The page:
• Like 3

  11. 6 minutes ago, Hoosier said:

    You have to remember that a large number of people in NYC died at home instead... from covid and non-covid things.  Part of the reason why the field hospitals ended up being largely unused.

    The hospitals were still overwhelmed whether the field hospitals were used or not. Seems like people don't understand its not just a physical bed and equipment issue but if staff is asked to care for more than typical patients or if non icu docs are having to take of icu patients then the standard of care begins to dropping quickly and the death rate goes up. 

    • Like 4

  12. Just now, BuffaloWeather said:

    Do all vaccine side effects show up within 6 weeks, or are some months/years in the future? For instance measles, ebola, polio? 

    Idk. But here you can watch this and see what you think. He said the vast majority of them would show up early. Plus, I think you have to consider what the chance of getting sick and dying from covid as being likely much higher probability than a theoretical vaccine side effect. 


    • Thanks 1

  13. The stage 3 vaccine trial is being run like any other vaccine trial. The thing that we won't have is long term safety data for the EUA. But, basically all vaccine complications would show up in the first 6 weeks...according to Dr. Offett who is a vaccine expert on the board meeting in December. 

    Hopefully as more people get it and there's no issues and it stays very effective...less people will be hesitant. 

    • Like 1
    • Thanks 1

  14. 7 minutes ago, CIK62 said:

    I am not talking about being vaccinated with a debilitated virus, but getting exposed from the environment the way 10's of millions have worldwide.      Isn't that what we are trying to achieve?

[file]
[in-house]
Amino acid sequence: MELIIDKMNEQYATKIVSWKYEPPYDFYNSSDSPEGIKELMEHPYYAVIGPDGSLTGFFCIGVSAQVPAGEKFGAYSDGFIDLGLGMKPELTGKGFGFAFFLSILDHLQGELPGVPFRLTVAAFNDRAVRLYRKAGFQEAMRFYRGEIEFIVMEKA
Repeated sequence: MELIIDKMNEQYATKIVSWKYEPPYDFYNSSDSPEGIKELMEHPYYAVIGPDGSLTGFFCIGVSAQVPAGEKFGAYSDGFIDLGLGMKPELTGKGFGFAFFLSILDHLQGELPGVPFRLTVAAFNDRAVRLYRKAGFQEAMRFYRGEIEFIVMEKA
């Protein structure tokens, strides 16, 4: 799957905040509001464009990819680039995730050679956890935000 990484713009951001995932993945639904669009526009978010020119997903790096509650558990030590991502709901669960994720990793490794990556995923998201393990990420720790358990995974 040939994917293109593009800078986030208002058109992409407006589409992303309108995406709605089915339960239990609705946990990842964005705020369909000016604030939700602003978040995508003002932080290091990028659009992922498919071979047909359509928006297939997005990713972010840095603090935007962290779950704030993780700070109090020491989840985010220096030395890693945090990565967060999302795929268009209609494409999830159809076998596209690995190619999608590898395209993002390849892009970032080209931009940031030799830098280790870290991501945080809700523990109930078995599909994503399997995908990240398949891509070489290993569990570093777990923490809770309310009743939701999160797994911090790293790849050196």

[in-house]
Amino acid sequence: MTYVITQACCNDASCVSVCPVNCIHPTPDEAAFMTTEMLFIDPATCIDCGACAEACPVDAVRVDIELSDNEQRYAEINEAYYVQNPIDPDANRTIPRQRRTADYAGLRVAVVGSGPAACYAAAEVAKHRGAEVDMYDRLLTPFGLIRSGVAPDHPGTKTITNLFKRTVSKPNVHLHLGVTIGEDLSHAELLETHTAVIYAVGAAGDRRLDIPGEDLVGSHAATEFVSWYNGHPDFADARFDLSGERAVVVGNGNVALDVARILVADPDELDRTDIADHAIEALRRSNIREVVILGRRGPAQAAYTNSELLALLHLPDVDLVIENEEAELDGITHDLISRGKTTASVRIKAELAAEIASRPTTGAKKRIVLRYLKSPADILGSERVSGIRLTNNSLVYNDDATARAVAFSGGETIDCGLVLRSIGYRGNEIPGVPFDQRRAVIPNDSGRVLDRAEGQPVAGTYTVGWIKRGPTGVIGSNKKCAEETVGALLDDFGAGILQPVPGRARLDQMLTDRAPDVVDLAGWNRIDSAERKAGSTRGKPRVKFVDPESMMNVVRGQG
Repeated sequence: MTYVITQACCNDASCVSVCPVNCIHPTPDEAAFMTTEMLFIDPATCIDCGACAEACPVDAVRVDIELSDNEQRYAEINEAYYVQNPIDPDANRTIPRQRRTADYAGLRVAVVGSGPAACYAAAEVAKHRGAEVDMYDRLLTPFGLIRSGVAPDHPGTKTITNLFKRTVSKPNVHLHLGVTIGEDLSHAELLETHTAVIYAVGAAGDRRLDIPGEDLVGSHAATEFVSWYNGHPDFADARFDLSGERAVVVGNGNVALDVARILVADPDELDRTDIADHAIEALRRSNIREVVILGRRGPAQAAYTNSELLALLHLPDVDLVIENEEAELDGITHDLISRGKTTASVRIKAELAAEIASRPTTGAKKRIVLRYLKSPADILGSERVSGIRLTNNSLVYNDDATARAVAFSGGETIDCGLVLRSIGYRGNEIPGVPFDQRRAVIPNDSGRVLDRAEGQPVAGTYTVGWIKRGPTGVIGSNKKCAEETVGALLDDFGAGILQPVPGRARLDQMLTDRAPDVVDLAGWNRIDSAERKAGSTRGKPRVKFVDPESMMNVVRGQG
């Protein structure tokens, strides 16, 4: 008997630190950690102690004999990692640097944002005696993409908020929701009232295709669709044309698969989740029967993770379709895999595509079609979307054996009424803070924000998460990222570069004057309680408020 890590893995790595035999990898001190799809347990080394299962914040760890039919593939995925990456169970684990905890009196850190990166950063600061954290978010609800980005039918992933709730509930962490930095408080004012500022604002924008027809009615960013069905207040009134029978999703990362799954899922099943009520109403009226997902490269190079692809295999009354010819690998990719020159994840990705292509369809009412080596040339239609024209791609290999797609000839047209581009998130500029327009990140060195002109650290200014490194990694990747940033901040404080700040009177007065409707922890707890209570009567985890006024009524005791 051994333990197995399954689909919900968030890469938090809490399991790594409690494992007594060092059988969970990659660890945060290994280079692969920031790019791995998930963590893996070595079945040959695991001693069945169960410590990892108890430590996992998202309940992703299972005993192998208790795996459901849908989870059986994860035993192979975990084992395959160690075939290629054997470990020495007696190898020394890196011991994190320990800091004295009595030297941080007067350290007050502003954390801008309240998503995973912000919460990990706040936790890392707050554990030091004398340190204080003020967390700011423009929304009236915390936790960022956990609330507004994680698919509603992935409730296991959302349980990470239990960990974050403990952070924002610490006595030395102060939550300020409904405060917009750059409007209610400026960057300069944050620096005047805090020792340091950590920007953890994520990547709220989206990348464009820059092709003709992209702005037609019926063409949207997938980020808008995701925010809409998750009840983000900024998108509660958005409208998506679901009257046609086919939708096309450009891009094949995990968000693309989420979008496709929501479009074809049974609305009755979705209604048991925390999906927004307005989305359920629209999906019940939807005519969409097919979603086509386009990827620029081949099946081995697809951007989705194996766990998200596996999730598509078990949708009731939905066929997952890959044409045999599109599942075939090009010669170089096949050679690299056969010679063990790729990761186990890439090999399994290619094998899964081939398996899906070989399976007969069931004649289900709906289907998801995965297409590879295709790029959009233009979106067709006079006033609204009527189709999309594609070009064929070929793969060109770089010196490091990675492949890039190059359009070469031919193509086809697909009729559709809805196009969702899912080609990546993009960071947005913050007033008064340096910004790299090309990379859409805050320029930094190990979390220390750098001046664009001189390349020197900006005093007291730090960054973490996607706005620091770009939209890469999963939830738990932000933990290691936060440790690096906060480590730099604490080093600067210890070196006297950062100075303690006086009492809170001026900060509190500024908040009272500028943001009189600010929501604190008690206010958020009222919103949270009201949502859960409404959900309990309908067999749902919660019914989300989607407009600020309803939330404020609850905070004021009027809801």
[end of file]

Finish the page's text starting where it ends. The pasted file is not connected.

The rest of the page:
That's exactly how the trial went. These two groups of people went out into the world a few months. The placebo people got infected far more often than the vaccinated group. 

  15. Just now, Malacka11 said:

    That's sort of what I meant, you just wrote it way better. I think it's bogus to compare cali to most other areas simply due to population density. On paper, states with big cities are simply at a huge disadvantage. 

    In pure numbers I agree. But if you adjust per capita you can see the worst areas currently are places like North and South Dakota which are decidedly rural. 

    • Like 1

  16. Just now, Malacka11 said:

    This is where population density also plays a roll. Just saying.

    I think a good deal of the worst spread is now in rural areas actually. The virus took awhile to spread from the cities to the burbs to the rural areas. 

    • Like 2
    • Thanks 1

  17. Just now, dta1984 said:

    Denmark study that was referenced earlier


    23 percent reduction in infection from control to mask but it was underpowered so it didn't reach significance. Also didn't address whether others wearing masks protect you from them which was the original driver of wearing masks.

    • Like 2

  18. Just now, TugHillMatt said:

    I appreciate your apology. Thanks. I wish Falls were LONGER...favorite season! (I lived in the Muskoka region of Ontario for 1.5 years...most beautiful falls and wintriest area I've ever lived!)

    The falls here are fairly long as we get the SST lag with temps and snow. But we dont seem to get great color. We dont get great radiational cooling and wet and windy falls can lead to a lot of yellow and brown leaves that get blown off the trees prematurely...

  19. Just now, TugHillMatt said:

    Nope...climate sucks. lol

    All places have their pros and cons though. New Yorkers are a tough people with rough exteriors...but very, very generous. Also, there are many hard workers here. Southerners tend to be more passive about getting things done and have some of the "fake" hospitality.

    I was a bit snippy I apologize. I know its not often easy for people to get up and move to another location. 

    I love snow but I still hate the cold springs and early summers out here.